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Guidance needed for community events

No one wants to be the bad guy.

No one wants to be the one that says longtime community events cannot be held. No one wants to be the one that says people should still avoid traveling or being in large crowds. No one wants to tell people they have to figure out other ways to have fun.

In a normal year, summer weekends are packed with community events of every shape and size. Park shelters and pavilions around the region are kept hopping with parties, gatherings, reunions and other events. Halls and venues are booked months and sometimes a year or more in advance.

By any measure 2020 has not been a normal year. Safer at Home orders from the state gutted virtually all activities and events planned for the spring. Despite a court case overturning the orders and forcibly opening the state, there remain serious questions about safety, especially for at-risk populations and those who interact with at-risk individuals.

With the Safer at Home boogeyman effectively neutered by Madison politicians, those planning events for the summer have been left in a void. The advice for many is to follow the guidelines set out by the Wisconsin Economic Development Corporation (WEDC). These guidelines were developed by Gov. Tony Evers’ administration for a variety of businesses. While they are comprehensive and well thought out in addressing concerns related to things like taverns, workplaces and beauty salons, their guidance for those planning festivals and large gatherings is vague. Public health officials are equally as vague in providing specific guidance, partially because they have plenty of other things on their plates and partially for not wanting to be the ones to say an event cannot be held.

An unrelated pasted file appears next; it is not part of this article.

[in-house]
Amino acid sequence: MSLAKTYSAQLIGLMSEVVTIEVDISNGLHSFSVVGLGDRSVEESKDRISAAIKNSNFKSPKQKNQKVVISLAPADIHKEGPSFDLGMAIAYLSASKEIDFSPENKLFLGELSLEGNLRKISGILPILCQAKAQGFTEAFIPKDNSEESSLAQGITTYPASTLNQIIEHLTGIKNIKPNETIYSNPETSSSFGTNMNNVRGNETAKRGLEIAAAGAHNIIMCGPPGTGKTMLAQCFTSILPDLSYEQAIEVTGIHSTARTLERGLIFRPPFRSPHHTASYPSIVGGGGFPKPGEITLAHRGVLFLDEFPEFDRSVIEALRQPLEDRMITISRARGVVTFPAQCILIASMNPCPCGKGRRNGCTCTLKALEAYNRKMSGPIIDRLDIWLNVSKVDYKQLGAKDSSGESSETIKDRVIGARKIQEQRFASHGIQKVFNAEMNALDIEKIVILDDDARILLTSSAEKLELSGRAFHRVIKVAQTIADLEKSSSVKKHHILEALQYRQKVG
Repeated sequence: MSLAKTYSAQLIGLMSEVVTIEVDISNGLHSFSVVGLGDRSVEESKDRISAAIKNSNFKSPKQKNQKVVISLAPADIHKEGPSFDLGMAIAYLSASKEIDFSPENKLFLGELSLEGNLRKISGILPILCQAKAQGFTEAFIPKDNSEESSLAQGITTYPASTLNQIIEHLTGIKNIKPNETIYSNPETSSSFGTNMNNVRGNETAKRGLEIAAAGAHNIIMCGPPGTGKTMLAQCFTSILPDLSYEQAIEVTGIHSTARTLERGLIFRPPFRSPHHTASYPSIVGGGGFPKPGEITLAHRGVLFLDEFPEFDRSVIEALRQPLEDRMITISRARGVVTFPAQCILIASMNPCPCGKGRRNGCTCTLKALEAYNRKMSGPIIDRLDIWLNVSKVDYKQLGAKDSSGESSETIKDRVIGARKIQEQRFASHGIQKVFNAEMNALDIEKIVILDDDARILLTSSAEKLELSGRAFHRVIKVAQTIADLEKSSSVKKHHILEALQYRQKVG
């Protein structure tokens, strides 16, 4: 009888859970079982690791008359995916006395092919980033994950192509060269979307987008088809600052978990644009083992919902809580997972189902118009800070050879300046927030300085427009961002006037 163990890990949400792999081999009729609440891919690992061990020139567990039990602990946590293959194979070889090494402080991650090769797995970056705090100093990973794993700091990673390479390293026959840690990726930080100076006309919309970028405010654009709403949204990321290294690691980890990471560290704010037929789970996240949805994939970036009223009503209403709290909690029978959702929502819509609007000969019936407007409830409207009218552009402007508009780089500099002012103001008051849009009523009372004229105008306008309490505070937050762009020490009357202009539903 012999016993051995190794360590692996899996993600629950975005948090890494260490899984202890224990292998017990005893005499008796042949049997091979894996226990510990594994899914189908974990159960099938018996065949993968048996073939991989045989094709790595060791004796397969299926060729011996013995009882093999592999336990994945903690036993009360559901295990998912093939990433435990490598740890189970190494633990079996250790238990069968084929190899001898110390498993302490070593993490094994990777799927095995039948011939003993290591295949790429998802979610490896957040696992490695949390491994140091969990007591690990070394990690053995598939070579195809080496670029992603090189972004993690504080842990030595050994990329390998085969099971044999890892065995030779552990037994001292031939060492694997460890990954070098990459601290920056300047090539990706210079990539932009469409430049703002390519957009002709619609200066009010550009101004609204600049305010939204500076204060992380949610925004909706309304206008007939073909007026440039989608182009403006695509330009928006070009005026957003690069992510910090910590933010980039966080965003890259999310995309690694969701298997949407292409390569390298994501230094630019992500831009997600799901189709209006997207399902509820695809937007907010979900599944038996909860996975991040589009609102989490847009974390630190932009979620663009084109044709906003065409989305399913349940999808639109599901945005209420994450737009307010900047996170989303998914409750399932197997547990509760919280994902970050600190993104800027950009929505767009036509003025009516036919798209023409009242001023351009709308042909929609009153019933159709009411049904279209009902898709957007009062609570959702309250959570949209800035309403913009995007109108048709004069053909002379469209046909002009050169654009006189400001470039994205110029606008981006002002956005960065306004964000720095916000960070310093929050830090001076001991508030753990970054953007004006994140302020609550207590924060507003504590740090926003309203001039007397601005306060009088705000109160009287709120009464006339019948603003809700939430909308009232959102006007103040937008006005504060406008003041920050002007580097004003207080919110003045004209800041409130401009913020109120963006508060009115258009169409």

As it stands now, major area summertime events are standing like so many dominos waiting to see if one will be knocked over, leading to what will be a cascade of cancellations. Others are dealing with insurance companies and concerns on if their liability coverage will protect organizers in the nightmare scenario of someone ending up hospitalized or dying after contracting COVID-19 at their event.

At the same time, organizers are facing the questions if business sponsors, still reeling from shutdowns, can afford to be generous this year or even if the events are held will there be enough people showing up and spending money to cover the expenses.

In answer to these legitimate fears, organizers get platitudes about the need to be creative in dealing with changing situations. Some have been told to go ahead and plan as if everything will go on as normal but to be prepared in case the plug gets pulled at the last minute.

While creativity and flexibility are the hallmarks of any successful event, things can only go so far before hard choices need to be made. For many events, the next few weeks are critical ones that will determine what the coming summer looks like in the region.

No one wants to be the bad guy, but sometimes tough choices need to be made. Those making the choices must have the best guidance possible. Given the mobility of the population and the importance to the state’s tourism economy for these events, any direction should come from the legislature and be determined on a regional basis using sound public health science rather than emotion.